Red tape is harming small business in Australia.
Australian small business has declined in the last decade. Small businesses are employing a smaller proportion of Australians than in the past and are more likely to shut down over time.
This report finds that:
- Over the last decade, the number of Australians employed by small businesses decreased by 330,000 (-7 per cent).
- The proportion of Australians employed by a small businesses shrunk by 17 per cent, from a majority (53 per cent) to a minority (44 per cent) between 2007 and 2016.
- The average number of employees per an Australian business has increased by 14 per cent, meaning that there are fewer smaller businesses.
- A small business was almost twice as likely as a large business to shut down between 2013 and 2017.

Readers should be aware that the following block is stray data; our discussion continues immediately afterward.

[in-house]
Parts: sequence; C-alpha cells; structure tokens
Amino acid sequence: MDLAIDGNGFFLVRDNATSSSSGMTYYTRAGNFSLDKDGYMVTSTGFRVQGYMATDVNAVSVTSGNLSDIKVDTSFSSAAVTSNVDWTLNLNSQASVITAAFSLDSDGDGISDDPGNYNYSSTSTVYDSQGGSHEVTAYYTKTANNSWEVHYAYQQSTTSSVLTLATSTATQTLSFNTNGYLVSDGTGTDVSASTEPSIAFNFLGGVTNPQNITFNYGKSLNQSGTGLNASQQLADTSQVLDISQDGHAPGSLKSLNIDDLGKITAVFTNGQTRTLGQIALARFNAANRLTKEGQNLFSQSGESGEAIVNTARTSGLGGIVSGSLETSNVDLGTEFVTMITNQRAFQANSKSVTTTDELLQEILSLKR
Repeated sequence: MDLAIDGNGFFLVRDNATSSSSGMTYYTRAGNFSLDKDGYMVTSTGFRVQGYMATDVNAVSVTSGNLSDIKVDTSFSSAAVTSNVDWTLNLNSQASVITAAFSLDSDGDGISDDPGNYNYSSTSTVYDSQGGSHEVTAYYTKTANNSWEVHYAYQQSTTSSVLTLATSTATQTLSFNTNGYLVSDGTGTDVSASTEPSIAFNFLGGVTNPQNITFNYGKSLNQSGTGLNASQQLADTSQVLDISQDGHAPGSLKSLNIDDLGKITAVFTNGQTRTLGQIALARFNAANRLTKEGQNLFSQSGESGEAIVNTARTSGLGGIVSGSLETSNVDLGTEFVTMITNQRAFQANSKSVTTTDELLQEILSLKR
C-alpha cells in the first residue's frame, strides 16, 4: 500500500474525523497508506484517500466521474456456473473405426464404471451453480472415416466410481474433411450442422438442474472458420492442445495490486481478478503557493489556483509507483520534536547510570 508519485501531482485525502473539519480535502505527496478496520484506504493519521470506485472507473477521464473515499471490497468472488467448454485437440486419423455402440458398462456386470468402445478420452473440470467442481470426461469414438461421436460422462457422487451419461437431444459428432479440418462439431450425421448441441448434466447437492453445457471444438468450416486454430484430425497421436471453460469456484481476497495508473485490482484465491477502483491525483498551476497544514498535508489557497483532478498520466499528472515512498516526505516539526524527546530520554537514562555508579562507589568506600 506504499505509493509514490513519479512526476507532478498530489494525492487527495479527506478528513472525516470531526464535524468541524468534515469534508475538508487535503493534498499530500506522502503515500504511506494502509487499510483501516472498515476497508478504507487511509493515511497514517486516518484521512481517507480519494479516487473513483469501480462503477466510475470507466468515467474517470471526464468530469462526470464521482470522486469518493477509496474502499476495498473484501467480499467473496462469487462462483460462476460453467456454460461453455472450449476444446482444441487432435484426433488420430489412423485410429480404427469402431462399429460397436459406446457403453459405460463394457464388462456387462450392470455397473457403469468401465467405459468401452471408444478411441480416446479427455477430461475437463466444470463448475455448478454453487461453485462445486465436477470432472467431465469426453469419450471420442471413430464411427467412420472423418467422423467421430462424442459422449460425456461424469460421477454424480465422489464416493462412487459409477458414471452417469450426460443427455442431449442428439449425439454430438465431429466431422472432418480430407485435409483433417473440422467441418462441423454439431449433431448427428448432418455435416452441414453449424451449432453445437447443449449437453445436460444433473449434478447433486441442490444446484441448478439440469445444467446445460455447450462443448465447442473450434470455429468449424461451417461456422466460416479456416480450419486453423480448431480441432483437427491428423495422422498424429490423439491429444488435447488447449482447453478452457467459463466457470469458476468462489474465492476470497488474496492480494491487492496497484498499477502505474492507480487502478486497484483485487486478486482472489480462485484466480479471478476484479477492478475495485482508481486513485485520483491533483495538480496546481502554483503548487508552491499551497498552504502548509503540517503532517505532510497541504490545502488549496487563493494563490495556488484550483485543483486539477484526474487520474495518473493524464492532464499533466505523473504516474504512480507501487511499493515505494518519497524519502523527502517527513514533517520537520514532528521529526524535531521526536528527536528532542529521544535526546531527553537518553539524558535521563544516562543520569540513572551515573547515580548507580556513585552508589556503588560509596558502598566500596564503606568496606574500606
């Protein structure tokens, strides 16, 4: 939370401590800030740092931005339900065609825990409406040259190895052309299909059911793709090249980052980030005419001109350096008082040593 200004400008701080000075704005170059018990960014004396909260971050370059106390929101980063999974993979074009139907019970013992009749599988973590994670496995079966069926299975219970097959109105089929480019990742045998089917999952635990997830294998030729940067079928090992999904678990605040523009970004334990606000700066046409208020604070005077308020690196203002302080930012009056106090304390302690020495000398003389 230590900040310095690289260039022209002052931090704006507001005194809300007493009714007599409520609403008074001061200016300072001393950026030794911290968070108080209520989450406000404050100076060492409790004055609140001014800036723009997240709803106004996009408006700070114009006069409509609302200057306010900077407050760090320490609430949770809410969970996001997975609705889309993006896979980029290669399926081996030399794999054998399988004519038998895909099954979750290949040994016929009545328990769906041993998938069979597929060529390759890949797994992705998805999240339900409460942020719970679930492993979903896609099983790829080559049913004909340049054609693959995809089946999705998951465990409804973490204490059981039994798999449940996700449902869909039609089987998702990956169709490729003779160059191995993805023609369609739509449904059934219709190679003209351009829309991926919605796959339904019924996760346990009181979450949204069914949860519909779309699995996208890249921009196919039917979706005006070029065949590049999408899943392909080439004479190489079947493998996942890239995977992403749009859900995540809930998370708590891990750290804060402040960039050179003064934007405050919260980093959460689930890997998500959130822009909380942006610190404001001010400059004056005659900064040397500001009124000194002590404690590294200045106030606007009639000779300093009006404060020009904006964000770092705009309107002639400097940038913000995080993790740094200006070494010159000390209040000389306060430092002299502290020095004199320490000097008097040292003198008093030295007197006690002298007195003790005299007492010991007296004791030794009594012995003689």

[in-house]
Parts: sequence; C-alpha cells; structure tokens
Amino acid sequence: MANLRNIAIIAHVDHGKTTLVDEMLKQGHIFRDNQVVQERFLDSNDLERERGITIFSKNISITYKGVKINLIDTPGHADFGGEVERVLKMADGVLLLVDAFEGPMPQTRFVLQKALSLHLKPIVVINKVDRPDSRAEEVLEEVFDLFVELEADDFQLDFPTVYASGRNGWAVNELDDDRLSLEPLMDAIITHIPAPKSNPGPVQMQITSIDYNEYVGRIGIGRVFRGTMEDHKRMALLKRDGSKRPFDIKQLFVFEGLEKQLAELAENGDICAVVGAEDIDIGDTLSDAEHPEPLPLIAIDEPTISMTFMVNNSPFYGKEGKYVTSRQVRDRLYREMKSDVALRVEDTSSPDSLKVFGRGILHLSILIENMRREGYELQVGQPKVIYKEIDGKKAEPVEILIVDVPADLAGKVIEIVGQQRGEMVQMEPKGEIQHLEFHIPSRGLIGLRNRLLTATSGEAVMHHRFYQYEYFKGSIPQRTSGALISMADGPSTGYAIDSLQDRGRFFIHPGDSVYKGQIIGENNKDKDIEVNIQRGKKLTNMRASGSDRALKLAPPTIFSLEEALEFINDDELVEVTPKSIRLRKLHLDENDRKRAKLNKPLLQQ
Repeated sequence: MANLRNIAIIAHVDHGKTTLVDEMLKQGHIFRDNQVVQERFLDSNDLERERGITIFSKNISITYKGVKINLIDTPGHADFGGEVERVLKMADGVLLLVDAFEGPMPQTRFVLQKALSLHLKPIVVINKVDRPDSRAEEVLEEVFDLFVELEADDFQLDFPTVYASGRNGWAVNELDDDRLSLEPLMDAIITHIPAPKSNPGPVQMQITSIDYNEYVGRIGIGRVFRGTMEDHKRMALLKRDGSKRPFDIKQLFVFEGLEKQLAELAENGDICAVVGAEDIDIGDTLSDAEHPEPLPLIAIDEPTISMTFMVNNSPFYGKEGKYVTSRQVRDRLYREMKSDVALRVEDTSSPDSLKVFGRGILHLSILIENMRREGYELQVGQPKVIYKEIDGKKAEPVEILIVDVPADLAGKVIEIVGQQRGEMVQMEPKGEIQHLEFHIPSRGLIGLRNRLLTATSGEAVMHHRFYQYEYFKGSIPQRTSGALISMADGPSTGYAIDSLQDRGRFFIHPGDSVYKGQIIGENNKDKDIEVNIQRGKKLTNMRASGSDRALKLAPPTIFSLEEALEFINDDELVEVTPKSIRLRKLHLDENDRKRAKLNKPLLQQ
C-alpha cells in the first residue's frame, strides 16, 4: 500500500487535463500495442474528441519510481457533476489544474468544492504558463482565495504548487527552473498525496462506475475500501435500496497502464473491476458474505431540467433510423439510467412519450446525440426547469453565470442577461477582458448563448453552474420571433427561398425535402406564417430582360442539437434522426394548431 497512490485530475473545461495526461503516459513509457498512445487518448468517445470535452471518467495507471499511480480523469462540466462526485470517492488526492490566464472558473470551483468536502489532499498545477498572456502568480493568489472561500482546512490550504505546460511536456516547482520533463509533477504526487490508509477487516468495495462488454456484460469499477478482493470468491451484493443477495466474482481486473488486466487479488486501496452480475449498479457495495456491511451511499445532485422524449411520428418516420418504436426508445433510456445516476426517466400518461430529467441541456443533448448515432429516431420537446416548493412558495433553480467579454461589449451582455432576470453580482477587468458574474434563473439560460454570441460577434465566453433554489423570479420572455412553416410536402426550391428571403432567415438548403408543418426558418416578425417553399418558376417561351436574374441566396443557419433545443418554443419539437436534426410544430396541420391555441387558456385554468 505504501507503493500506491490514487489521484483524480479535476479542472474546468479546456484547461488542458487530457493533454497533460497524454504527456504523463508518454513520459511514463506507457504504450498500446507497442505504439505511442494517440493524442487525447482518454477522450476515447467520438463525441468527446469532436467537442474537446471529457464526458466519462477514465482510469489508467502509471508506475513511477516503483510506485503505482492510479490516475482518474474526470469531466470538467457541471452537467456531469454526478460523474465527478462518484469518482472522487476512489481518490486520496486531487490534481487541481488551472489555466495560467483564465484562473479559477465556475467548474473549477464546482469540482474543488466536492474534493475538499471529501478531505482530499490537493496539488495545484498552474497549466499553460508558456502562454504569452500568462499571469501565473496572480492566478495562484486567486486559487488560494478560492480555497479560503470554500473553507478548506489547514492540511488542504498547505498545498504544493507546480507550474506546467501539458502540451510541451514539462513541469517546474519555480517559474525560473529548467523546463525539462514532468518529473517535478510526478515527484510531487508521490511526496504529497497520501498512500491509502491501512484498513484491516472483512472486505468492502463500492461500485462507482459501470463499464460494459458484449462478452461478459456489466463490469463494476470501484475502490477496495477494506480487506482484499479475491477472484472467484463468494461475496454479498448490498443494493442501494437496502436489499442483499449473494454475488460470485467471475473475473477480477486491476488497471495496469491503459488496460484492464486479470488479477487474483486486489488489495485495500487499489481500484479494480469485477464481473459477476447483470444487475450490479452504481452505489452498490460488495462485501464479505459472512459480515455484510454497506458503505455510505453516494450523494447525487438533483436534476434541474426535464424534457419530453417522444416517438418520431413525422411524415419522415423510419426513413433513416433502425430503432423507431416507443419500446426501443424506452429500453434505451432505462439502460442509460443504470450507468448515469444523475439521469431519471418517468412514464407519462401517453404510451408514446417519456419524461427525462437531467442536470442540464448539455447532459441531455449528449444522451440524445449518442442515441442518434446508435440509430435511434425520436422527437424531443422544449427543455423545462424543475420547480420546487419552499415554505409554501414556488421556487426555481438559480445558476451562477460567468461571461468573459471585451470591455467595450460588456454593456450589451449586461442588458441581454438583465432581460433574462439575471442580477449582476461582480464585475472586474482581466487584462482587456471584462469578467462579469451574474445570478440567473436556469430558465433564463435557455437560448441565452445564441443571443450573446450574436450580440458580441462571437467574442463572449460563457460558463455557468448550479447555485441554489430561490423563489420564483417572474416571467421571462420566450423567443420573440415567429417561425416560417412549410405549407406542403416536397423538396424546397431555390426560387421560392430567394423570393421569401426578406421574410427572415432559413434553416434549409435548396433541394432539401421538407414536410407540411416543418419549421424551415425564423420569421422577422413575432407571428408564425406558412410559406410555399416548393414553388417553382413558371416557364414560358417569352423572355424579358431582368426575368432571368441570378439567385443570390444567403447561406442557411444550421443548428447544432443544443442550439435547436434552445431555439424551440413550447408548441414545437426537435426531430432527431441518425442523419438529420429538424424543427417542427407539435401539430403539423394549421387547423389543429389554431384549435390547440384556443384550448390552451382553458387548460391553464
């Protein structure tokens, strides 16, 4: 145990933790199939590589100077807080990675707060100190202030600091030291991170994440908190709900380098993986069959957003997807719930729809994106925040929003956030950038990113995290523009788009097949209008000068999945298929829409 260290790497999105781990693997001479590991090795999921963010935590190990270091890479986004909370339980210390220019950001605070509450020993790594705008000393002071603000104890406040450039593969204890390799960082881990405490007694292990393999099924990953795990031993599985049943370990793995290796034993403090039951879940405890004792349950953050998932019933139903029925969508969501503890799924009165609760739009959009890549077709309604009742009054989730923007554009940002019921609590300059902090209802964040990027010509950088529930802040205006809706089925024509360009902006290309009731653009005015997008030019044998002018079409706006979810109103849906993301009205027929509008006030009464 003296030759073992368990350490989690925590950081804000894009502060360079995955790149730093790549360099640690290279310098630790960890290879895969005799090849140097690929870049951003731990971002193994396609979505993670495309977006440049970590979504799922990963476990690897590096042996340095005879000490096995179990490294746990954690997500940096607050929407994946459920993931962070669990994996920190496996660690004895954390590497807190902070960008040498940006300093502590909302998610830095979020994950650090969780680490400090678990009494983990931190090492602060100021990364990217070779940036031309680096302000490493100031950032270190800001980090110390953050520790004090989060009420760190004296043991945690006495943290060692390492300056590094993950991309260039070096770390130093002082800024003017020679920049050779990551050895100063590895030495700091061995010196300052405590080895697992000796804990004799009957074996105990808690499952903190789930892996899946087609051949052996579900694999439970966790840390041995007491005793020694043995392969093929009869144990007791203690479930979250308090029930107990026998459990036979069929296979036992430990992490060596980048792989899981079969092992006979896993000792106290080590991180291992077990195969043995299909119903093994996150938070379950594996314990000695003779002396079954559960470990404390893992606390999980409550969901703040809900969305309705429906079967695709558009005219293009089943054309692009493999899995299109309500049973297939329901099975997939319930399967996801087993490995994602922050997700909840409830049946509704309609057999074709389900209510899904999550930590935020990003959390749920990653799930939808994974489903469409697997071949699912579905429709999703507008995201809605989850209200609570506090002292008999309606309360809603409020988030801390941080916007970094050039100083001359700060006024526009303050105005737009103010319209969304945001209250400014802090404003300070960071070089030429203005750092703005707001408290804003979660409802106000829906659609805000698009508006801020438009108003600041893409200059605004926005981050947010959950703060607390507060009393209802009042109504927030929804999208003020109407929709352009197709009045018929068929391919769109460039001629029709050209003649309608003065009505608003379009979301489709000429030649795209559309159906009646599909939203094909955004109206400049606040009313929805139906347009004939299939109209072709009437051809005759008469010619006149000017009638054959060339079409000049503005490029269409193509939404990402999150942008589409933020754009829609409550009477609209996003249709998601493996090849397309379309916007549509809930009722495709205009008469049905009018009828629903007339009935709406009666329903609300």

- 3,915 large companies (0.5 per cent of all businesses) employ 32 per cent of Australians and receive 42 per cent of all business income.
Red tape is a major impediment to small business. Red tape has increased at the same time as small business has declined. The Commonwealth passed 61,615 pages of legislation, an average of 6,162 pages per year, between 2007 and 2016. This figure captures all legislative activity, including the creation of new law, and the amendment and repeal of existing law. Red tape is a barrier to entry for new businesses, reducing competition in the market.
Red tape is also advantageous to larger firms relative to smaller firms, because larger firms can absorb compliance costs across over a higher volume of output.
Small businesses are the lifeblood of local communities. They strengthen communal bonds, provide opportunities for social mobility, and are essential for competition which leads to innovation, pushes down prices, increases incomes, and creates jobs.
The IPA recommends cutting red tape and adopting a ‘permissionless innovation’ agenda to reinvigorate entrepreneurship and small businesses.